Genes with two or more non-synonymous mutations, a subset of those with at least one truncating mutation and/or identified as being of particular interest (Supplementary Table 5) were sequenced in a follow-up series of 311 primary RCC samples comprised of 246 ccRCC plus 65 additional samples of non-clear cell histology. Combined initial and follow-up screening data (Supplementary Tables 3 and 6) minus VHL mutations, were subjected to statistical analyses for the presence of positive selection, i.e. clustering of somatic mutations in a subset of genes consistent with a role in cancer development (Supplementary Methods). Five genes (SETD2, JARID1C, NF2, UTX, MLL2) have statistical support for being under selection at FDR<0.2, with all but MLL2 having strongest evidence for selection by truncating mutations (Supplementary Table 7).
Twelve of 407 (3%) ccRCC cases had somatic truncating mutations in SETD2, which encodes a histone H3K36 methyltransferase10, and 13/407 (3%) had truncating mutations in JARID1C, which encodes a histone H3K4 demethylase11 (Table 2, Supplementary Table 8). Screening of 779 cancer cell lines identified an additional SETD2 homozygous truncating mutation in the A498 ccRCC line. As assessment of homozygous deletions in primary tumour material is challenging, it is possible that we have underestimated the prevalence of inactivating mutations in these genes. No mutations were found in either SETD2 or JARID1C in the subset of non-clear cell cancers included in the follow-up screen and there was little evidence for involvement in other tumour types in cancer cell lines (Supplementary Table 9) in contrast to UTX 3. 88% (21/24) of samples with truncating SETD2 and JARID1C mutations had VHL mutations and/or the hypoxia expression phenotype (Figure 1a, b). One ccRCC cell line, LB996-RCC, was found to harbour (in addition to a NF2 truncating mutation) both a truncating UTX and SETD2 mutation, suggesting that these are not redundant in ccRCC development.
Comparison of expression phenotypes of SETD2 and JARID1C mutated ccRCCs revealed a signature for both and marked difference between the two (Figure 2a, Supplemental Table 10a, b). Large scale transcriptional deregulation was noted in the SETD2 mutated subset with 298 genes showing significant differences (FDR<0.05, P=0.001 for association with SETD2 mutation) in expression relative to other cancers analysed (Figure 2b, Supplementary Table 10a). Nearly all of the significant expression changes were two-fold or less. In contrast, JARID1C mutant cancers revealed a much more restricted signature (Figure 2c, Supplementary Table 10b). Eighteen genes had significant changes in expression (FDR<0.05) in cancers with JARID1C mutations, including the metallothionien genes. Of note, those ccRCC with UTX mutations were also found to over-express metallothioniens (Figure 2c,d, Supplementary Table 10c) suggesting overlap in transcriptional deregulation caused by JARID1C and UTX loss (Figure 2e). Indeed, UTX and JARID1C are both implicated in H3K4 methylation status, JARID1C directly as a H3K4 demethylase11 and UTX as a component of the MLL2/3 H3K4 methylation complex12 13. In support of the importance of this axis, MLL2, an H3K4 methylase, was one of the other genes identified as a likely ccRCC cancer gene in our statistical analyses.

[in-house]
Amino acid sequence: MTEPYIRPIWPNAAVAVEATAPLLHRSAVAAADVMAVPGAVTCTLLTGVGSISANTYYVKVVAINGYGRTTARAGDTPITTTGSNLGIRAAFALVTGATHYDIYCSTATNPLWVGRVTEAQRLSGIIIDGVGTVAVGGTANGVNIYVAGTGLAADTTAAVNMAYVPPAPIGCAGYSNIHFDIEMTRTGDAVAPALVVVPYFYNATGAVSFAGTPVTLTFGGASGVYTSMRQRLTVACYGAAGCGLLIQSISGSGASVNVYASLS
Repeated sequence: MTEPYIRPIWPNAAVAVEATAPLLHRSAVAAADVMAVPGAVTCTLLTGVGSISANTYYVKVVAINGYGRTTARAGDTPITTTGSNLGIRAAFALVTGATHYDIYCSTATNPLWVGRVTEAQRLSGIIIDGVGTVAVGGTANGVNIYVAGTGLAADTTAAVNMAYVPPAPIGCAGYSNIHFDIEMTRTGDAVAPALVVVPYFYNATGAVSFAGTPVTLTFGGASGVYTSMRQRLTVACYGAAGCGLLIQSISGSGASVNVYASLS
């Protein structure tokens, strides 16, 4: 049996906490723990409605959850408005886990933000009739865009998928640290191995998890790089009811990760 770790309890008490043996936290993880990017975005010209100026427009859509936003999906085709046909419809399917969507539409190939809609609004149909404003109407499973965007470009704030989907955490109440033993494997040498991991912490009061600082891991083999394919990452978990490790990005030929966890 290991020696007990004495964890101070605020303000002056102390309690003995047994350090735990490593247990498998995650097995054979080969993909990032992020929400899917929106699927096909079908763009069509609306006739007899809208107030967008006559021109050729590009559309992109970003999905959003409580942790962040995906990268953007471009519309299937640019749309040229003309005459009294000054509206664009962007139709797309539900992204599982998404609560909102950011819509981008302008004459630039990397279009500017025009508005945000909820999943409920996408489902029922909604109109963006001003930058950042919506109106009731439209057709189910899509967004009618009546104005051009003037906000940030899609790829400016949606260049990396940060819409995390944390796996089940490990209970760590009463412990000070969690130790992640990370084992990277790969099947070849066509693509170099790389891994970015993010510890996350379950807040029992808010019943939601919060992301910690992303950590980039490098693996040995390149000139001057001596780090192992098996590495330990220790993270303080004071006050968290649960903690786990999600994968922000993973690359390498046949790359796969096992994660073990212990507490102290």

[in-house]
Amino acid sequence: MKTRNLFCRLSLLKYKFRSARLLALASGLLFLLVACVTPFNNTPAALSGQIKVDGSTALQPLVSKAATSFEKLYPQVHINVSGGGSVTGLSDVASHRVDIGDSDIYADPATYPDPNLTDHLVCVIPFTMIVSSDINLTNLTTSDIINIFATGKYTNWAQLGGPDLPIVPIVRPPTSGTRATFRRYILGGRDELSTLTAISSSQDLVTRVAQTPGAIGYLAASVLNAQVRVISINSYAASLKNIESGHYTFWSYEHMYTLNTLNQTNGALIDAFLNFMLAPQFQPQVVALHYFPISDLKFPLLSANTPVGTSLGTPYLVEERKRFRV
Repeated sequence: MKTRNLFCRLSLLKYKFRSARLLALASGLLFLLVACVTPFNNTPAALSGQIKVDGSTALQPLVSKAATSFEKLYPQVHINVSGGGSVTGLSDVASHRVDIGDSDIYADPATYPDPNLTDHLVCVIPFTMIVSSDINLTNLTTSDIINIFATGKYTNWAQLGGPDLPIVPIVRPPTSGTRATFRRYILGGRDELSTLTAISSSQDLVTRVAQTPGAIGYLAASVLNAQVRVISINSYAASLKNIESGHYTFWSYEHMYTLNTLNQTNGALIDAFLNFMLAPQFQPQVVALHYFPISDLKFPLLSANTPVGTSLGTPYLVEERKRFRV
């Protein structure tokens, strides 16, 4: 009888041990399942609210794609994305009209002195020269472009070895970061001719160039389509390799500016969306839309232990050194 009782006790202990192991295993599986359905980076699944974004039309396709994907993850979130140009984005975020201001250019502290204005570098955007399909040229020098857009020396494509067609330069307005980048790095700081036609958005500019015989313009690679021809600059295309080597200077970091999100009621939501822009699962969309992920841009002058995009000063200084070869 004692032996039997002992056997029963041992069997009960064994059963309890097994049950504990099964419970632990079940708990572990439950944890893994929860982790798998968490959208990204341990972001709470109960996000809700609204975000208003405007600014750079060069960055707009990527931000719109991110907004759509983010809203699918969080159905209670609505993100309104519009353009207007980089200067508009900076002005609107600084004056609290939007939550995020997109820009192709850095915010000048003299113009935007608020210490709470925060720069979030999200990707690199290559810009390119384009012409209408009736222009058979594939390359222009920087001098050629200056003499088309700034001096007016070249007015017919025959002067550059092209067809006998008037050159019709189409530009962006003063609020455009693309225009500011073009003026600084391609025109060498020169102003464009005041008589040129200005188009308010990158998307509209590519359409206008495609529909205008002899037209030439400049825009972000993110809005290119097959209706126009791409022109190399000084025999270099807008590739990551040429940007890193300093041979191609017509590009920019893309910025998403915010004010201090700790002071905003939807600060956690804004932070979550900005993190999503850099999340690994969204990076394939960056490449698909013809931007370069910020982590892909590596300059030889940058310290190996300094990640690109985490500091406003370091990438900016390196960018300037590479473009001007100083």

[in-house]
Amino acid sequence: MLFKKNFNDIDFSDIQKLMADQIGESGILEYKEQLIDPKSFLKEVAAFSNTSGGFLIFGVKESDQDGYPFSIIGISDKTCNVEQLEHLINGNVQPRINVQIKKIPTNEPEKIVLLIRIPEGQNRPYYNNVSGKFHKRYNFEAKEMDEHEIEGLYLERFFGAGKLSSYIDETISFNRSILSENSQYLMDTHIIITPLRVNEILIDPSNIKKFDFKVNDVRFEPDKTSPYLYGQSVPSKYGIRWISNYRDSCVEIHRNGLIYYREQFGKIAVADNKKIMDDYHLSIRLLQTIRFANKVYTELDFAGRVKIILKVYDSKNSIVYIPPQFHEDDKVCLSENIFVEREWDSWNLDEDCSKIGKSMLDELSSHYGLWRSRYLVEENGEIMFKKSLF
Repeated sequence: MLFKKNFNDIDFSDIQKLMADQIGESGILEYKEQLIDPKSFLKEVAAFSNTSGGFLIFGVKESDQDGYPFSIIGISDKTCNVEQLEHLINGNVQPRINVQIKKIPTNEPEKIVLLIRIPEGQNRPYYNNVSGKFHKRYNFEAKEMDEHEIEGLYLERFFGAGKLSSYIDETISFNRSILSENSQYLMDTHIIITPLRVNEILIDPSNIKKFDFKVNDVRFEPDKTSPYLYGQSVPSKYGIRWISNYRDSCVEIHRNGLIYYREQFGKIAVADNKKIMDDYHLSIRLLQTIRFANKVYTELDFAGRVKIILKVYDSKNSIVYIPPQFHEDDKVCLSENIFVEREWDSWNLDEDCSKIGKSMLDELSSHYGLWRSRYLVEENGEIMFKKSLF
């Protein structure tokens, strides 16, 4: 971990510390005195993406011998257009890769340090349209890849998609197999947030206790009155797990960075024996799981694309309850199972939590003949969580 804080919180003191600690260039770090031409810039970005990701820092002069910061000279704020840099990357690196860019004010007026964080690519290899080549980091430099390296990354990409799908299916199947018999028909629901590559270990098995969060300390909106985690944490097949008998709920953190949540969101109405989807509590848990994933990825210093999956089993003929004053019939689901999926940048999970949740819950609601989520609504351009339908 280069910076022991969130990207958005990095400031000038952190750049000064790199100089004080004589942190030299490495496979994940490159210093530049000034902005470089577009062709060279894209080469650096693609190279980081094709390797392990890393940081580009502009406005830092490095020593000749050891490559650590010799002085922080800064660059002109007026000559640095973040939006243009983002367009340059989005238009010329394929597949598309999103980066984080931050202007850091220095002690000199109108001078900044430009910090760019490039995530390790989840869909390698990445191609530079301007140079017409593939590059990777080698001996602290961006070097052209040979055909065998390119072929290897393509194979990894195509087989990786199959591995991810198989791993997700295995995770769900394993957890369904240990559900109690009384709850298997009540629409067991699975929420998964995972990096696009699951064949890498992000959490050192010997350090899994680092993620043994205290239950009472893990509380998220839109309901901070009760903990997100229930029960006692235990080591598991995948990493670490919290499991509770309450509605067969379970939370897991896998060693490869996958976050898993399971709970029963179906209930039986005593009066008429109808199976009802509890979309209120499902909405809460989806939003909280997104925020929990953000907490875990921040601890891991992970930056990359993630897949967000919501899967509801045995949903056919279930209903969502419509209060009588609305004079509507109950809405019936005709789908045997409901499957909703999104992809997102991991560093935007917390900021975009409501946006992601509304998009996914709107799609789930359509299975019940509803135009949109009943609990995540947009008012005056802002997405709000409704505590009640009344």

Five somatic truncating mutations in the NF2 gene were found in the full screen (Table 2, Supplementary Table 8). Germline NF2 truncating mutations predispose to neurofibromatosis II, characterised by predisposition to acoustic neuromas, meningiomas and schwannomas14. Somatic truncating mutations have been reported in these tumour types as well as mesothelioma (http://www.sanger.ac.uk/genetics/CGP/cosmic/). Sequencing in 779 cancer cell lines identified two truncating mutations in ccRCC cell lines SN12C and ACHN (http://www.sanger.ac.uk/genetics/CGP/CellLines/), supporting a novel role for NF2 in ccRCC. In contrast to JARID1C and SETD2, none of the NF2 mutant ccRCC samples harboured a VHL mutation or exhibited the hypoxia expression phenotype (Figure 1a, b). These data suggest that somatic NF2 mutations may account for a proportion of this subset of cases.